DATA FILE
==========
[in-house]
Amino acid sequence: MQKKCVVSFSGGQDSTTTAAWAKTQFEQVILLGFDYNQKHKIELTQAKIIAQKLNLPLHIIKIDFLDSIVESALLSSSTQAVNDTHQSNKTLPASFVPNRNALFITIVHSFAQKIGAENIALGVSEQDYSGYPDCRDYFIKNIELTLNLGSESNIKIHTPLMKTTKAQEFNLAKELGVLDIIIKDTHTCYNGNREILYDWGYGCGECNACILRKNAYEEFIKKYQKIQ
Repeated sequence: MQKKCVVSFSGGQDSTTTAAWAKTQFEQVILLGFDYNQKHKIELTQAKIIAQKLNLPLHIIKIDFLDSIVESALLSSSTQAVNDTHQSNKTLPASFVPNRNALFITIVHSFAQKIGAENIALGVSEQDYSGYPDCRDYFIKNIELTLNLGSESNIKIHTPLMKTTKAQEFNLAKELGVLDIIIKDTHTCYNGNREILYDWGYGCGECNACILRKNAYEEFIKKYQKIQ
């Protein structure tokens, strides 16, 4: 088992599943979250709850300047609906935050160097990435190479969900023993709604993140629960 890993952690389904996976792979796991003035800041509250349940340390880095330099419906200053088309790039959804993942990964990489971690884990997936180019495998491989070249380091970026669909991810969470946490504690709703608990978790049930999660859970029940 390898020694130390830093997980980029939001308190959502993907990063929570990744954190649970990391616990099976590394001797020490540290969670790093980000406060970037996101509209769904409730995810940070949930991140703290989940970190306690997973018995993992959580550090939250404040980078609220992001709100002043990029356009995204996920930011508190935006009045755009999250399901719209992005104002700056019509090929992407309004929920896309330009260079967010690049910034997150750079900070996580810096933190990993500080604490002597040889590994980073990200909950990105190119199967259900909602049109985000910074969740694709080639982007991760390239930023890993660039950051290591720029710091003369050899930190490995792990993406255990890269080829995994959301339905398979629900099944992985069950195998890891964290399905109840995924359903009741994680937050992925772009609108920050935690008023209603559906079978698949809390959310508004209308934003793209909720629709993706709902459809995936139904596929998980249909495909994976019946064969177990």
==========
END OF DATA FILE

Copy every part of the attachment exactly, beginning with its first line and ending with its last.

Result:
[in-house]
Amino acid sequence: MQKKCVVSFSGGQDSTTTAAWAKTQFEQVILLGFDYNQKHKIELTQAKIIAQKLNLPLHIIKIDFLDSIVESALLSSSTQAVNDTHQSNKTLPASFVPNRNALFITIVHSFAQKIGAENIALGVSEQDYSGYPDCRDYFIKNIELTLNLGSESNIKIHTPLMKTTKAQEFNLAKELGVLDIIIKDTHTCYNGNREILYDWGYGCGECNACILRKNAYEEFIKKYQKIQ
Repeated sequence: MQKKCVVSFSGGQDSTTTAAWAKTQFEQVILLGFDYNQKHKIELTQAKIIAQKLNLPLHIIKIDFLDSIVESALLSSSTQAVNDTHQSNKTLPASFVPNRNALFITIVHSFAQKIGAENIALGVSEQDYSGYPDCRDYFIKNIELTLNLGSESNIKIHTPLMKTTKAQEFNLAKELGVLDIIIKDTHTCYNGNREILYDWGYGCGECNACILRKNAYEEFIKKYQKIQ
């Protein structure tokens, strides 16, 4: 088992599943979250709850300047609906935050160097990435190479969900023993709604993140629960 890993952690389904996976792979796991003035800041509250349940340390880095330099419906200053088309790039959804993942990964990489971690884990997936180019495998491989070249380091970026669909991810969470946490504690709703608990978790049930999660859970029940 390898020694130390830093997980980029939001308190959502993907990063929570990744954190649970990391616990099976590394001797020490540290969670790093980000406060970037996101509209769904409730995810940070949930991140703290989940970190306690997973018995993992959580550090939250404040980078609220992001709100002043990029356009995204996920930011508190935006009045755009999250399901719209992005104002700056019509090929992407309004929920896309330009260079967010690049910034997150750079900070996580810096933190990993500080604490002597040889590994980073990200909950990105190119199967259900909602049109985000910074969740694709080639982007991760390239930023890993660039950051290591720029710091003369050899930190490995792990993406255990890269080829995994959301339905398979629900099944992985069950195998890891964290399905109840995924359903009741994680937050992925772009609108920050935690008023209603559906079978698949809390959310508004209308934003793209909720629709993706709902459809995936139904596929998980249909495909994976019946064969177990």